Experts with the World Health Organisation (WHO) on Thursday confirmed the first case of inter-human transmission of bird flu in Pakistan, but ruled out any risk of a widespread outbreak.
Laboratory tests established that the person had been infected with the potentially fatal H5N1 strain of the virus, even though had not been in contact with contaminated poultry.
"Because we have an individual not directly exposed to sick birds suggests a limited human-to-human transmission," said spokesman John Rainford told AFP.
Human-to-human contamination has been reported in Cambodia, Indonesia and Vietnam in recent months, but has not spread beyond a single person. A suspected case in China was denied by the authorities there.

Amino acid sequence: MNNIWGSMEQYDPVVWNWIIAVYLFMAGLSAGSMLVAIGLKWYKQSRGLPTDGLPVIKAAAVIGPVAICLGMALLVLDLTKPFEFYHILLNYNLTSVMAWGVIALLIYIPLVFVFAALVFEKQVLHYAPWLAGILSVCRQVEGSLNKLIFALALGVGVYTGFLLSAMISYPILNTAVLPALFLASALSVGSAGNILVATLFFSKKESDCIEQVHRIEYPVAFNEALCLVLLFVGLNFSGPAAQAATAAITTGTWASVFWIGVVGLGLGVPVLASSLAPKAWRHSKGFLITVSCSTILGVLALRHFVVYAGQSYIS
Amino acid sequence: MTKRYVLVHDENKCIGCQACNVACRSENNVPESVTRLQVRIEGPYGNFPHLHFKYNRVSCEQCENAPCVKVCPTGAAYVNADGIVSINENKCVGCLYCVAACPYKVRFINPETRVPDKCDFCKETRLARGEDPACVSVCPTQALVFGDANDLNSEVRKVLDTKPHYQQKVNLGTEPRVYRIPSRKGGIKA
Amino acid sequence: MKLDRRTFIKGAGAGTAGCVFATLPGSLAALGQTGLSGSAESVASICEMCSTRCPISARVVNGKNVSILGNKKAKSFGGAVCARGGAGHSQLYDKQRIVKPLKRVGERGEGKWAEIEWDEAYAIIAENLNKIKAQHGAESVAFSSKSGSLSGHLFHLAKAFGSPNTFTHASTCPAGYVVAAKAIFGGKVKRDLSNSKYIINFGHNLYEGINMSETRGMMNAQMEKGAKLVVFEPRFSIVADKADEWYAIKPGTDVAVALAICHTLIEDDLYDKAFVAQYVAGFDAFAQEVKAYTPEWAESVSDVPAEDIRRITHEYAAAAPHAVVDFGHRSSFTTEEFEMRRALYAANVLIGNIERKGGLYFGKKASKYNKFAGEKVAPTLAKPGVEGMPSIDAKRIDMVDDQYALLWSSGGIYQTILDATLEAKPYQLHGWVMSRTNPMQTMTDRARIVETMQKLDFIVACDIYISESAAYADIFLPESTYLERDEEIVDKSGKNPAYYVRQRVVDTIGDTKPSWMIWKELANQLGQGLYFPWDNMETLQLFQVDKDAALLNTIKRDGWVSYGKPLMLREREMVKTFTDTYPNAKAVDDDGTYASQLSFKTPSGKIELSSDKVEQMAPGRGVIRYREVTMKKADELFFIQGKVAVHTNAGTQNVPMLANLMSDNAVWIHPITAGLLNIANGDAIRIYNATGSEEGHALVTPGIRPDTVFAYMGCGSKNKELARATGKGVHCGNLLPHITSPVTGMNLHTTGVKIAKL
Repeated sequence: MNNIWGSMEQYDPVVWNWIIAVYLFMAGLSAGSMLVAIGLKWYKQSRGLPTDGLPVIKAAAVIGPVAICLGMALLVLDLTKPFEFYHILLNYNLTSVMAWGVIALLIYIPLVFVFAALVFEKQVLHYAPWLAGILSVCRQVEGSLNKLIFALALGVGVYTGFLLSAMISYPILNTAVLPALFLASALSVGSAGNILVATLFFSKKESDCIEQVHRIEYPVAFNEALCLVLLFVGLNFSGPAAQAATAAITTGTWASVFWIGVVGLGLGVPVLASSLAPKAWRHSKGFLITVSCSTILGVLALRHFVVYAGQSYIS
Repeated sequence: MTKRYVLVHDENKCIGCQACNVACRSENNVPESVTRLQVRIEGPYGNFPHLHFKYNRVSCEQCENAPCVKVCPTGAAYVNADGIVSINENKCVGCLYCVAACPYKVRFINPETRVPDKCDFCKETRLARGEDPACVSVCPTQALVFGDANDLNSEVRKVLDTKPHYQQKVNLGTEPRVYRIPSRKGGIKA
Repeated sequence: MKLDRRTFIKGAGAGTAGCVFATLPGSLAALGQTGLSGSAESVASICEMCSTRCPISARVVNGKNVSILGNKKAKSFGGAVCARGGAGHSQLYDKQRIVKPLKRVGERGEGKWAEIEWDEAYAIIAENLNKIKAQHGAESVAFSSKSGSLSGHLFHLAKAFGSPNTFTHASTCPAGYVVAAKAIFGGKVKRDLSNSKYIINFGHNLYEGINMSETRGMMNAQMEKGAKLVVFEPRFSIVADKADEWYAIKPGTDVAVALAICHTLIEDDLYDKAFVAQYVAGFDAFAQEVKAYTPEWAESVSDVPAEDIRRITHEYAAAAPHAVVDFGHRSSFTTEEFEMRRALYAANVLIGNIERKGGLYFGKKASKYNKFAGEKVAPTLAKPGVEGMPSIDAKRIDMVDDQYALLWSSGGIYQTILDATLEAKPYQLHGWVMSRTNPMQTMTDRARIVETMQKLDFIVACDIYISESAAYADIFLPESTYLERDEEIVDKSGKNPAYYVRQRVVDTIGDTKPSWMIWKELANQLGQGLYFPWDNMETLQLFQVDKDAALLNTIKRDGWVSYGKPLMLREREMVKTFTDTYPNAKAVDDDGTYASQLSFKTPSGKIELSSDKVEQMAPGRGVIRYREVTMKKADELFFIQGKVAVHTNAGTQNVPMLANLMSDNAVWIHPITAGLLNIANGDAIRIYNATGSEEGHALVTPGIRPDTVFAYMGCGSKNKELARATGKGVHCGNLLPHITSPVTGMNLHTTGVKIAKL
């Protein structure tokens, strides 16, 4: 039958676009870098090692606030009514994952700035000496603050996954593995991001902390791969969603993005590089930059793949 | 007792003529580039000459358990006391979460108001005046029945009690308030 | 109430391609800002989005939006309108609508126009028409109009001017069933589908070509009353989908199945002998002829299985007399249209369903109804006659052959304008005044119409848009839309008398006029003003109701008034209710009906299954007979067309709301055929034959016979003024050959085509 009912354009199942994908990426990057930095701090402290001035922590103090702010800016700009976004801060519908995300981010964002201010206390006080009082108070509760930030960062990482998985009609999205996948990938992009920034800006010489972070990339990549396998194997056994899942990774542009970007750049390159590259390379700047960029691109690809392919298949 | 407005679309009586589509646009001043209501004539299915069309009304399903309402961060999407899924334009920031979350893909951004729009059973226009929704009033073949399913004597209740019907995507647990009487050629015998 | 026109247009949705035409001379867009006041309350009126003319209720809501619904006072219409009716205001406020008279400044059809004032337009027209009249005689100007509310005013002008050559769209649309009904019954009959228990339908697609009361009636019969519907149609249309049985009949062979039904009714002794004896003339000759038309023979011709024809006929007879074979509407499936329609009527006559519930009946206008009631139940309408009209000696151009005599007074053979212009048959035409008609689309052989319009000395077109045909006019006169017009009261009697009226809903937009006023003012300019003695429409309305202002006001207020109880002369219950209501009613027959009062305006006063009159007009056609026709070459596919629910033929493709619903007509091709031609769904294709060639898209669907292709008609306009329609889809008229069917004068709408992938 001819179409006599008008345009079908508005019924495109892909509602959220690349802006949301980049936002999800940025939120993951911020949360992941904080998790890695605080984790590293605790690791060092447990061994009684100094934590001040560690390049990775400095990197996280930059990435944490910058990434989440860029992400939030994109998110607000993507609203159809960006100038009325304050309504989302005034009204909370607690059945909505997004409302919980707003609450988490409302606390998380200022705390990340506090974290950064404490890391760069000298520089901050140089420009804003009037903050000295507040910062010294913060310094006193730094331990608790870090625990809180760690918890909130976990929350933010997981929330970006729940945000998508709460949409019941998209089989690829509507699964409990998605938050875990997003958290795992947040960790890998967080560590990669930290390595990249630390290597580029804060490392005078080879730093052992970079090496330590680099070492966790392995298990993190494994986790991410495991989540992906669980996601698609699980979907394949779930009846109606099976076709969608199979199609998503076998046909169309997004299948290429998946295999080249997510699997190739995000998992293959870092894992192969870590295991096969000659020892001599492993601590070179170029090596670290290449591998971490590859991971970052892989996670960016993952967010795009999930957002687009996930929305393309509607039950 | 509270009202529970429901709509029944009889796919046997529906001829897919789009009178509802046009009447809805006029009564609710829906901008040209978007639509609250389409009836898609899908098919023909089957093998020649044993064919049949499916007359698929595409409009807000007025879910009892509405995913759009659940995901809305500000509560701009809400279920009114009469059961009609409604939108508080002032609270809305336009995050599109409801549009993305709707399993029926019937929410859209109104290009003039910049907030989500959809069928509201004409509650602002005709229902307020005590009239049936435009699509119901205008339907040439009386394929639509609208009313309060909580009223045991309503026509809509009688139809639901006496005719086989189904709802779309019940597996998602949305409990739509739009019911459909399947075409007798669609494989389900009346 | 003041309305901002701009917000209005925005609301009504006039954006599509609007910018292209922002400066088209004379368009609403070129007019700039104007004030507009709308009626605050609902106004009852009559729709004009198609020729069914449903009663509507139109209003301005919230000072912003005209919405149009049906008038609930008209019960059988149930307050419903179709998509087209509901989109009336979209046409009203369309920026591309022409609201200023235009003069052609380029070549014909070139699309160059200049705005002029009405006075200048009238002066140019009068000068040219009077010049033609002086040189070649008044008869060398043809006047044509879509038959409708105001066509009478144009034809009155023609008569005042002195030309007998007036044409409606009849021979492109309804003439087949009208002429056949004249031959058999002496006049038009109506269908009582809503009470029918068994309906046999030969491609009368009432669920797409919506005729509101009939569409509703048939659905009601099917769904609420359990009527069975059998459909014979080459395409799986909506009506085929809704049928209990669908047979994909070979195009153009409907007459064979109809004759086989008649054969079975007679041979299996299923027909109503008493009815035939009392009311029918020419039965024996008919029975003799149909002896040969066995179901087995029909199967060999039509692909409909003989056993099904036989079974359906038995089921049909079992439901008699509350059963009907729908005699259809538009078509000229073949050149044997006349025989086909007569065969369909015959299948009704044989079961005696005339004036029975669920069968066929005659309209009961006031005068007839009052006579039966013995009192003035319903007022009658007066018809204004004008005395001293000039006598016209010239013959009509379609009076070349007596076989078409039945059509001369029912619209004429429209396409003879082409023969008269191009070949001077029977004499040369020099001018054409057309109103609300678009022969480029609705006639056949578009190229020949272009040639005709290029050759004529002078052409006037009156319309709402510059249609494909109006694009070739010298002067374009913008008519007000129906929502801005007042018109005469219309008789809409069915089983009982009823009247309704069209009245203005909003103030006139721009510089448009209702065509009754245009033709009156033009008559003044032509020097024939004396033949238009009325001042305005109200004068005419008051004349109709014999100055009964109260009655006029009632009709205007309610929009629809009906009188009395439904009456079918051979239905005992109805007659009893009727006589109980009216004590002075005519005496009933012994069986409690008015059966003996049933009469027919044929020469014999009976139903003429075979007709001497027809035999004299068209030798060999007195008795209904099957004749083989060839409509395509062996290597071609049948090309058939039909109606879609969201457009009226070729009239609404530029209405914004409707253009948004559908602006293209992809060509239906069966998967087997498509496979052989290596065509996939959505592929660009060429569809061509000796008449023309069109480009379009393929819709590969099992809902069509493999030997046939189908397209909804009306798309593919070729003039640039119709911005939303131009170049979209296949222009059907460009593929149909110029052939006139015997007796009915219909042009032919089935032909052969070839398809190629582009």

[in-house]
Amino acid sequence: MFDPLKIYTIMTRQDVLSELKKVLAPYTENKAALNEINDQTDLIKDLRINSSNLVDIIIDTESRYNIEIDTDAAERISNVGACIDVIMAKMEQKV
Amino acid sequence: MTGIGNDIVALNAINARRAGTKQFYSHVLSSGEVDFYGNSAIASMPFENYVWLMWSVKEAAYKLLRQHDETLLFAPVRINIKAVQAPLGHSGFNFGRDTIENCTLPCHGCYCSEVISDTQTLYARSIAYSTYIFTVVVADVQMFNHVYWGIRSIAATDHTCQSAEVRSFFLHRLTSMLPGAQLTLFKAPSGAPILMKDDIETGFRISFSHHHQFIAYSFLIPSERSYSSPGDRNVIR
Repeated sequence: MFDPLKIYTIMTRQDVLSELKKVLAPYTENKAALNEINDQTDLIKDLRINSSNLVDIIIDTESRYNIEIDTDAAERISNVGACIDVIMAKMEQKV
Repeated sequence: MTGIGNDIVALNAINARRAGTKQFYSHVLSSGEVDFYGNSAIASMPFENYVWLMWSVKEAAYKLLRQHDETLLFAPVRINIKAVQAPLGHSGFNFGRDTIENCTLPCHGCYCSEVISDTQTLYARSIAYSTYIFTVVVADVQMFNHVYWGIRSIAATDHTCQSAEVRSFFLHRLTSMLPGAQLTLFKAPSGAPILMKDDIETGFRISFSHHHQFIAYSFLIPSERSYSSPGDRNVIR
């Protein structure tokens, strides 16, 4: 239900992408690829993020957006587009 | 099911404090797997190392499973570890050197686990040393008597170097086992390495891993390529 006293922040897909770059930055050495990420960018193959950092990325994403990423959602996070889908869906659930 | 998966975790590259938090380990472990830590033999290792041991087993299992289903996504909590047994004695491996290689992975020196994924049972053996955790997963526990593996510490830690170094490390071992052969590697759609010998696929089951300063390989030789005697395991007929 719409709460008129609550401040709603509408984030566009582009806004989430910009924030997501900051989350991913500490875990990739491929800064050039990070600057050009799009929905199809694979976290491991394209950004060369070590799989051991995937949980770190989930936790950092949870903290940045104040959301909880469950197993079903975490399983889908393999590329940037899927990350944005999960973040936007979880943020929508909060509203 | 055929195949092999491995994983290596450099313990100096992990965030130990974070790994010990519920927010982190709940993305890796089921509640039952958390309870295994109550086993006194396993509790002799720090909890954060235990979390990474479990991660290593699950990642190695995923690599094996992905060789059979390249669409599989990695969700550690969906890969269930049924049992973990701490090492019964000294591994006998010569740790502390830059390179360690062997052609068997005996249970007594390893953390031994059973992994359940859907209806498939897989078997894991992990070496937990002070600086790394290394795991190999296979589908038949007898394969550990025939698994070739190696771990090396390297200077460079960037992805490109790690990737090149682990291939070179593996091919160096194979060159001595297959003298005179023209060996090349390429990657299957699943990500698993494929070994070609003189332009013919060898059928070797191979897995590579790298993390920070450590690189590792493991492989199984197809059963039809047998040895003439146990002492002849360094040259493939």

In the latest case in Pakistan, a WHO statement said preliminary checks had found "no evidence of sustained or community human to human transmission."
It added: "All identified close contacts including the other members of the affected family and involved health care workers remain asymptomatic and have been removed from close medical observation."
Experts fear that if the H5N1 strain mutates into a highly contagious form, it would provoke a pandemic on the scale of the 1918 Spanish flu outbreak, which claimed tens of millions of lives.
The WHO team was sent after the ministry announced the death of a man who was one of six people infected with the H5N1 strain in North West Frontier Province along the Afghanistan border.
A brother of the victim also died before being tested for the virus. Both had worked on a cull of infected poultry.